I was beyond upset.  So I ask to get down, and Tom is all "it's ok, it's ok.
"  No, it's not ok.  I don't like that he hit her.  I don't want to be part of that.  But Tom persisted, and the handler didn't hit her again, so I stayed put.

Straining to stay on, lurching with every labored step, the constant yelling and thwacking at tree trunks, it started getting to me.  The novelty was long gone, and I felt like a horrible hypocrite sitting up there putting her through this.  I hated it.  So I asked Tom again to let me down.  I asked something like eight times.  And he kept saying "it's ok, it's ok."  Our paths parted, Tom and the others walking one way and the elephant another, and for a solid twenty or thirty minutes it was just me and Muchiba and the elephant beater.  Who kept yelling and yelling and whacking at tree trunks with a new and improved cane about twice the size of the last, and then started whipping her again.
  I wanted to cry.  I HATED it.

Finally our paths converged again and I pleaded with Tom that I wanted to get down.  And he said "ten more minutes, it's very rocky, very steep; you stay with elephant ten minutes, then ok you get down."  Fine.  Ten minutes went by.  Twelve.  Fifteen.  I was a broken record.  "Can I get down now?  I want to get down.  I want down!"  Then the elephant beater took out his machete and started beating her skull with the flat of the blade.  Are you kidding me?  Finally I snapped and I was like LET ME DOWN!  NOW!  And everything halted and I was set free.

For starters, I could hardly stand up straight my legs were shaking so badly.  I'd been on her for nearly an hour and a half and was holding on as tight as I could with my hands and arms clenched tight, and my feet and legs braced against the sides of the basket.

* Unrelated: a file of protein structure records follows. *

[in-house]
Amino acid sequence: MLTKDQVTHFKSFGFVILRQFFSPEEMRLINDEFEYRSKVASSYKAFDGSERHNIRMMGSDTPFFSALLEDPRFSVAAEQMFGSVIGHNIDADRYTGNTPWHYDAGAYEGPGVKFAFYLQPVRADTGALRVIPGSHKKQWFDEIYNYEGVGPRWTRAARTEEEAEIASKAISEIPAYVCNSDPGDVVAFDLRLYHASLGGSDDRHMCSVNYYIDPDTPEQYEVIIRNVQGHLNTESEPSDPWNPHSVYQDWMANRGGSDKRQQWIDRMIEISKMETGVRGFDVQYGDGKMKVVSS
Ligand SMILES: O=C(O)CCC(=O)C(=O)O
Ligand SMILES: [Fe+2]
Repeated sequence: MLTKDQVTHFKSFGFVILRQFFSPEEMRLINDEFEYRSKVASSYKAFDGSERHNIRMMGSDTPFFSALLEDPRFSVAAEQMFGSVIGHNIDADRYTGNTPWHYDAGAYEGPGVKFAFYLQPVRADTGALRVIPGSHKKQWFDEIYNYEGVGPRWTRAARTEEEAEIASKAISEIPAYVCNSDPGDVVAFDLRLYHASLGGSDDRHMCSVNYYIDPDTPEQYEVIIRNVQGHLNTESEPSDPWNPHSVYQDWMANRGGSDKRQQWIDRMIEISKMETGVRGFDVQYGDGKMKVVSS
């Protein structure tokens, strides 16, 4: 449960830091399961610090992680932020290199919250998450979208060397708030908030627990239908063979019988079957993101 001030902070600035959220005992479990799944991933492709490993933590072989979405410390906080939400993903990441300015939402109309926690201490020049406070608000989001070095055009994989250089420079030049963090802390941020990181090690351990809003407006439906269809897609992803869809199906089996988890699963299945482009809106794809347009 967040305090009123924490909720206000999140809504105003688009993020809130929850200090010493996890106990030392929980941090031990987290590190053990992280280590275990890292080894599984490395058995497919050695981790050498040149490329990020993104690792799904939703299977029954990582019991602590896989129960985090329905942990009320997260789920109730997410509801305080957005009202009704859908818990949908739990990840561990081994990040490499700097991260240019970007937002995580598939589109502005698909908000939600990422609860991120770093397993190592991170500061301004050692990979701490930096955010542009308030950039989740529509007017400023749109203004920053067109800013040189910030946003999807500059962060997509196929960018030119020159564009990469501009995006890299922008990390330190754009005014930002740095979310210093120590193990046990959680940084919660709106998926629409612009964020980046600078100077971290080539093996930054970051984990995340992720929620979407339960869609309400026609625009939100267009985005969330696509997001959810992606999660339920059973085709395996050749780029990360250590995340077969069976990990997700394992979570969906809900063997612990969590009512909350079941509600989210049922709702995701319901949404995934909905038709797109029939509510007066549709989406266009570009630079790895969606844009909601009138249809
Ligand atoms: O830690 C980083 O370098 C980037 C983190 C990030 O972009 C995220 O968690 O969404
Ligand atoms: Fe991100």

It was exhausting, and my muscles, finally allowed to relax, were involuntarily shaking like I was standing on a fault line.  I stumbled around a few paces to try to walk it off, loaded up my gear, and off we went.

The rest of the walk was quite enjoyable.  It was just Tom and I; the others went on ahead while I was climbing off Muchiba, too disgusted with the ridiculous whiny tourist to hang around.  It was just an hour or so, mostly steep downhill, through jagged terrain that was slick and muddy and pockmarked with massive elephant prints (we're talking a foot deep, at least -- the ground was that soft).  

So he and I joked around and goofed off, talking about his baby (not yet born, it's "inside") and what he wanted (a boy -- typical) and what he should name it.
One of the more unstable bridges I've had to cross.
  I suggested Buffalo, which is what we had taken to calling each other, or rather what he'd taken to calling me, having worn the same disgusting shirt for three days, coated with a hitherto unheard of amount of sweat and dirt and sunscreen and jungle goo.  Yuck.
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Muchiba
Muchiba
Forging the river
Forging the river
Poor Muchiba without her elephant …
Poor Muchiba without her elephant…
One of the more unstable bridges I…
One of the more unstable bridges …
Ride back to Umphang.
Ride back to Umphang.
Ride back to Mae Sot.
Ride back to Mae Sot.
Ride back to Mae Sot.
Ride back to Mae Sot.
Refugee village
Refugee village
Refugee village
Refugee village
Refugee village
Refugee village
Ride back to Mae Sot.
Ride back to Mae Sot.
Ride back to Mae Sot.
Ride back to Mae Sot.
Umphang
photo by: domnicella